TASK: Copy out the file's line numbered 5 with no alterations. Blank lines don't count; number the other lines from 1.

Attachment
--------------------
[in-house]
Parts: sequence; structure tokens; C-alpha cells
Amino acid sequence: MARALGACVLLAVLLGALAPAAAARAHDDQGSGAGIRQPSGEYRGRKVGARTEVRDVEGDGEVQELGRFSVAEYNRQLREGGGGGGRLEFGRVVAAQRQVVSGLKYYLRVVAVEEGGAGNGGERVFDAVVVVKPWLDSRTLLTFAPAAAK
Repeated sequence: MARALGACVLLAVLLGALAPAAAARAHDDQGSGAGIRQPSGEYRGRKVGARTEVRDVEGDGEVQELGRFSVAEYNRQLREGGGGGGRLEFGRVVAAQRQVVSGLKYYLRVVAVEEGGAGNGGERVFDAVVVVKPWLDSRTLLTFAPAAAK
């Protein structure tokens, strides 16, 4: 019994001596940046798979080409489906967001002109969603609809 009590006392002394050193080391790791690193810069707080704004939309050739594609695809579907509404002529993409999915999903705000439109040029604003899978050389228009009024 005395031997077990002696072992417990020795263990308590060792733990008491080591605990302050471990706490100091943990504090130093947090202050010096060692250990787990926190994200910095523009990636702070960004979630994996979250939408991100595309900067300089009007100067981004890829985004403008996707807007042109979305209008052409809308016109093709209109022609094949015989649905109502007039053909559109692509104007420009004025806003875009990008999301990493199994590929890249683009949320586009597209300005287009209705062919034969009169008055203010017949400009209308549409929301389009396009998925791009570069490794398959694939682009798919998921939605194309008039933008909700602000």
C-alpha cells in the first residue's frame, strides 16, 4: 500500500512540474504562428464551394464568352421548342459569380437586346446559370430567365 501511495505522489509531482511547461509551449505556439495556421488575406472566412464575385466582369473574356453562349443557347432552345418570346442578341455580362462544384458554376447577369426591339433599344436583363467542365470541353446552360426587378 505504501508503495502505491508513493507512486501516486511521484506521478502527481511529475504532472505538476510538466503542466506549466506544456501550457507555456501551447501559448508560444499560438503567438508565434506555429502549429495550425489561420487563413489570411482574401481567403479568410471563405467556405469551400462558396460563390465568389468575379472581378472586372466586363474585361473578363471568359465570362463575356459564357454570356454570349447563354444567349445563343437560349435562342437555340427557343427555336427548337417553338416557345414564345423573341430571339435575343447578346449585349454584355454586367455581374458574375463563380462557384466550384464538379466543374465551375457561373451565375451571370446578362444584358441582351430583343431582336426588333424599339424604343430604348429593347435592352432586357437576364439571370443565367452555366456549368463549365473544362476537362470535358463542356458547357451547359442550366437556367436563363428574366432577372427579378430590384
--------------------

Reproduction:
């Protein structure tokens, strides 16, 4: 019994001596940046798979080409489906967001002109969603609809 009590006392002394050193080391790791690193810069707080704004939309050739594609695809579907509404002529993409999915999903705000439109040029604003899978050389228009009024 005395031997077990002696072992417990020795263990308590060792733990008491080591605990302050471990706490100091943990504090130093947090202050010096060692250990787990926190994200910095523009990636702070960004979630994996979250939408991100595309900067300089009007100067981004890829985004403008996707807007042109979305209008052409809308016109093709209109022609094949015989649905109502007039053909559109692509104007420009004025806003875009990008999301990493199994590929890249683009949320586009597209300005287009209705062919034969009169008055203010017949400009209308549409929301389009396009998925791009570069490794398959694939682009798919998921939605194309008039933008909700602000």